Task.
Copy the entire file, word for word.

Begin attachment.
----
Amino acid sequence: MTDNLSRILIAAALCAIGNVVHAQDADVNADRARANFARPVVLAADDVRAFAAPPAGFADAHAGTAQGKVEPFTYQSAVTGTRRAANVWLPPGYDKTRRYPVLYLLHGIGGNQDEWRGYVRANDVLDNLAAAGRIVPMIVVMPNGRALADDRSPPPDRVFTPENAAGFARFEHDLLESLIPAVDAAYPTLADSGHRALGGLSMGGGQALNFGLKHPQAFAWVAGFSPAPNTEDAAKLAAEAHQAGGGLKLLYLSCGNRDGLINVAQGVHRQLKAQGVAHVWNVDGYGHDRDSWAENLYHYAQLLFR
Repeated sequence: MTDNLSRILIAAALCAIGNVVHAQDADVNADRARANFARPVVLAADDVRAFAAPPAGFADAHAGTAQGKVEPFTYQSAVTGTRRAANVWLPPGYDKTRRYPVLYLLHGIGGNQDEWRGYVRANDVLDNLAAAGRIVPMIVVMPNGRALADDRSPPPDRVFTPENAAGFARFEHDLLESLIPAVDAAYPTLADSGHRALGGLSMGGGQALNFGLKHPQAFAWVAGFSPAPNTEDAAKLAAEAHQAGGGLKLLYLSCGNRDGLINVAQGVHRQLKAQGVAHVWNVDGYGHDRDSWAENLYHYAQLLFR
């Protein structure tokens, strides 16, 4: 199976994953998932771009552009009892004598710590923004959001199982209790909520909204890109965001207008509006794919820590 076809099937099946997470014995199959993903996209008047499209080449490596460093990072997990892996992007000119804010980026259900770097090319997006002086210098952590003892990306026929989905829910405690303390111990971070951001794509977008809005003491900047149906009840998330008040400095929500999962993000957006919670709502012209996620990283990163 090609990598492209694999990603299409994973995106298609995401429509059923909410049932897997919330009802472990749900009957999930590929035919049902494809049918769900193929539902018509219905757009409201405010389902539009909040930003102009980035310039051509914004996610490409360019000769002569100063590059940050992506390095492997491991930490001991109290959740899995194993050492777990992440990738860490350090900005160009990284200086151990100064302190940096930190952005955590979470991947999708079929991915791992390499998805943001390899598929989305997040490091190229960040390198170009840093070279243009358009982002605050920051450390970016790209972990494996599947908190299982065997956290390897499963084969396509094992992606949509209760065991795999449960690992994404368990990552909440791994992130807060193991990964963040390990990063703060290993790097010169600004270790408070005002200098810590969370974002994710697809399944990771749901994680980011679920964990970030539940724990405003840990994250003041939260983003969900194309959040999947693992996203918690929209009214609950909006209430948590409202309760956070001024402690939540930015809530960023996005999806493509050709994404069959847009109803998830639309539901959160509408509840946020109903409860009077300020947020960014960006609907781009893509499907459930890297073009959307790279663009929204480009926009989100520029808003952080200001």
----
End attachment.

Amino acid sequence: MTDNLSRILIAAALCAIGNVVHAQDADVNADRARANFARPVVLAADDVRAFAAPPAGFADAHAGTAQGKVEPFTYQSAVTGTRRAANVWLPPGYDKTRRYPVLYLLHGIGGNQDEWRGYVRANDVLDNLAAAGRIVPMIVVMPNGRALADDRSPPPDRVFTPENAAGFARFEHDLLESLIPAVDAAYPTLADSGHRALGGLSMGGGQALNFGLKHPQAFAWVAGFSPAPNTEDAAKLAAEAHQAGGGLKLLYLSCGNRDGLINVAQGVHRQLKAQGVAHVWNVDGYGHDRDSWAENLYHYAQLLFR
Repeated sequence: MTDNLSRILIAAALCAIGNVVHAQDADVNADRARANFARPVVLAADDVRAFAAPPAGFADAHAGTAQGKVEPFTYQSAVTGTRRAANVWLPPGYDKTRRYPVLYLLHGIGGNQDEWRGYVRANDVLDNLAAAGRIVPMIVVMPNGRALADDRSPPPDRVFTPENAAGFARFEHDLLESLIPAVDAAYPTLADSGHRALGGLSMGGGQALNFGLKHPQAFAWVAGFSPAPNTEDAAKLAAEAHQAGGGLKLLYLSCGNRDGLINVAQGVHRQLKAQGVAHVWNVDGYGHDRDSWAENLYHYAQLLFR
């Protein structure tokens, strides 16, 4: 199976994953998932771009552009009892004598710590923004959001199982209790909520909204890109965001207008509006794919820590 076809099937099946997470014995199959993903996209008047499209080449490596460093990072997990892996992007000119804010980026259900770097090319997006002086210098952590003892990306026929989905829910405690303390111990971070951001794509977008809005003491900047149906009840998330008040400095929500999962993000957006919670709502012209996620990283990163 090609990598492209694999990603299409994973995106298609995401429509059923909410049932897997919330009802472990749900009957999930590929035919049902494809049918769900193929539902018509219905757009409201405010389902539009909040930003102009980035310039051509914004996610490409360019000769002569100063590059940050992506390095492997491991930490001991109290959740899995194993050492777990992440990738860490350090900005160009990284200086151990100064302190940096930190952005955590979470991947999708079929991915791992390499998805943001390899598929989305997040490091190229960040390198170009840093070279243009358009982002605050920051450390970016790209972990494996599947908190299982065997956290390897499963084969396509094992992606949509209760065991795999449960690992994404368990990552909440791994992130807060193991990964963040390990990063703060290993790097010169600004270790408070005002200098810590969370974002994710697809399944990771749901994680980011679920964990970030539940724990405003840990994250003041939260983003969900194309959040999947693992996203918690929209009214609950909006209430948590409202309760956070001024402690939540930015809530960023996005999806493509050709994404069959847009109803998830639309539901959160509408509840946020109903409860009077300020947020960014960006609907781009893509499907459930890297073009959307790279663009929204480009926009989100520029808003952080200001």